Mother Nature has returned with a vengeance, striking again with a major snowstorm a week after another snowstorm hit the East Coast. So far, West Whiteland Township in Pennsylvania has the most snowfall, with 9 inches blanketing the city. New York City expects to get 8 inches, while Washington, D.C. expects only 2-4, according to the National Weather Service. Washington, D.C. and Baltimore are expected to receive snowfall soon. Southeast New England and some sections of Long Island could receive 6 inches or more.
The cold weather has even begun to spread into the Midwest. Nebraska has already received 6 inches of snow. Other states have had wind chill below freezing, with Oklahoma hitting 28 degrees Fahrenheit in the morning on Monday, Feb. 8 This windchill will linger for a few more days until it blows south, but the cold weather has already damaged the roads. Oklahoma City’s Fire Department Batt. Chief Benny Fulkerson said by 8:30 a.m. this morning, his crew had already responded to 32 wrecks.
Weather service forecaster Bob Oravec reported the storm will soon move on.
“It is a fast-moving storm,” Oravec said.
The National Weather Service defined the storm as a Nor’easter, which are mostly likely to occur from September through April. These storms can cause more than a billion dollars’ worth of damages.
Gov. Charlie Baker. of Massachusetts warned drivers to remain cautious during the bad weather.
“We’re used to dealing with snow this time of year, but it’s important for folks to take this one seriously due to the heavy snowfall, the high winds, and the speed with which this snow is going to fall when it starts to come down,” Baker said at a press conference.
However, a junior Oklahoma Christian University student Ann Magner found getting home to Nebraska easier than expected.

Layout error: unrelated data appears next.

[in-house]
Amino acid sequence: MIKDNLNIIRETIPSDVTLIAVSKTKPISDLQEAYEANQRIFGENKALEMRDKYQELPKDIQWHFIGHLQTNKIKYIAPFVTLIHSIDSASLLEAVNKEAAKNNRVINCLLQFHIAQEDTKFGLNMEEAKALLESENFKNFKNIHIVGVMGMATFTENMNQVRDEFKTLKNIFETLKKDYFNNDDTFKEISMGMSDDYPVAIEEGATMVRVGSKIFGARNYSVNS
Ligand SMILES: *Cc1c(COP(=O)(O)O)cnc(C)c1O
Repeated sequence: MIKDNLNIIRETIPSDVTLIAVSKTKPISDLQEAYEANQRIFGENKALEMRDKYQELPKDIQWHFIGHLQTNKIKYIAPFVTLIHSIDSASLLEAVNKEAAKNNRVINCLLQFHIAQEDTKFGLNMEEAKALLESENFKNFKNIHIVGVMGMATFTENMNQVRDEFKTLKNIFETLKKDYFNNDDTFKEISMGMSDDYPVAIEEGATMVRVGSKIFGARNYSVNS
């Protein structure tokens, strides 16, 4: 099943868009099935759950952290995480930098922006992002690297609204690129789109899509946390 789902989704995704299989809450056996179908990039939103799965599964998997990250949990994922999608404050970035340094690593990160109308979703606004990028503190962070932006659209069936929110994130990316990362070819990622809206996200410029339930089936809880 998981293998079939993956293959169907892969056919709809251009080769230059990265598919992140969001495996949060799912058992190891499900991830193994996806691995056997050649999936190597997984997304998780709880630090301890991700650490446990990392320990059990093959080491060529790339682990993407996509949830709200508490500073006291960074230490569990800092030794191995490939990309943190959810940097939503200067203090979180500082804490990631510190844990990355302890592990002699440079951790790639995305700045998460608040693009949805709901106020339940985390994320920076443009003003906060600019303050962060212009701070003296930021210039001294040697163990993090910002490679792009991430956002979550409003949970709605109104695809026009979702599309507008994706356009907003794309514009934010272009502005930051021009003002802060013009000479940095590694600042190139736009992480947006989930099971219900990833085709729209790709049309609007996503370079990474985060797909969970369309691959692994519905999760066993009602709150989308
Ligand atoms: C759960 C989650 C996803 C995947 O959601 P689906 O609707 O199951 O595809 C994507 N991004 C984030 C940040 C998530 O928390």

“The only hard part was driving home on Sunday,” she said. “When you’re driving on the interstate, no one cleared the left side fully. In general, though, it was a really dry snow that was light and easy to clean.”
As the week starts up again, however, transportation to classes and jobs could become tricky. Students can only hope this storm will not be as brutal as the first.
The first storm started Jan. 30, with news stations airing updates the next day. New York City and New Jersey both implemented emergency measures after severe conditions forced closures of businesses shortly after the storm began. Northern New Jersey received 16 inches of snow and New York received 19 inches, prompting New York State Gov.Andrew Cuomo to put 44 counties in a state of emergency.
“This is a dangerous situation,” Cuomo said in a press conference on Monday, Feb. 1. “A life-threatening situation. Expect closures. It’s going to get very bad very quickly.”
Citizens from Pennsylvania, Connecticut, New Jersey, and Rhode Island all faced postponed vaccine appointments, closed schools and flight cancellations. In Pennsylvania, the first storm even caused multiple deaths. A 67-year-old woman with Alzheimer’s disease died of hypothermia when she strayed from her home, while a married couple got shot after arguing with someone over removing the snow.
More than a foot of snow is expected from eastern Pennsylvania to southern New England from Sunday night, Feb. 7 through Tuesday, Feb. 9, the National Weather Service said on Sunday. Oklahoma state has yet to receive snow this week. Dozens of vehicles collided in a wreck on the Oklahoma Boulevard overpass on Monday morning, Feb. 8. Freezing rain caused intermittent slick spots to form on the road, and drivers were going faster than what was safe. Around 20 cars were involved in the wreck.
For those who are worried, Major Louis Marschik with the Oklahoma City Fire Department advised staying home.
“If you don’t have to be out there, especially on the high overpasses, stay away from those,” Marschik said. “Stay off the roads if at all possible.”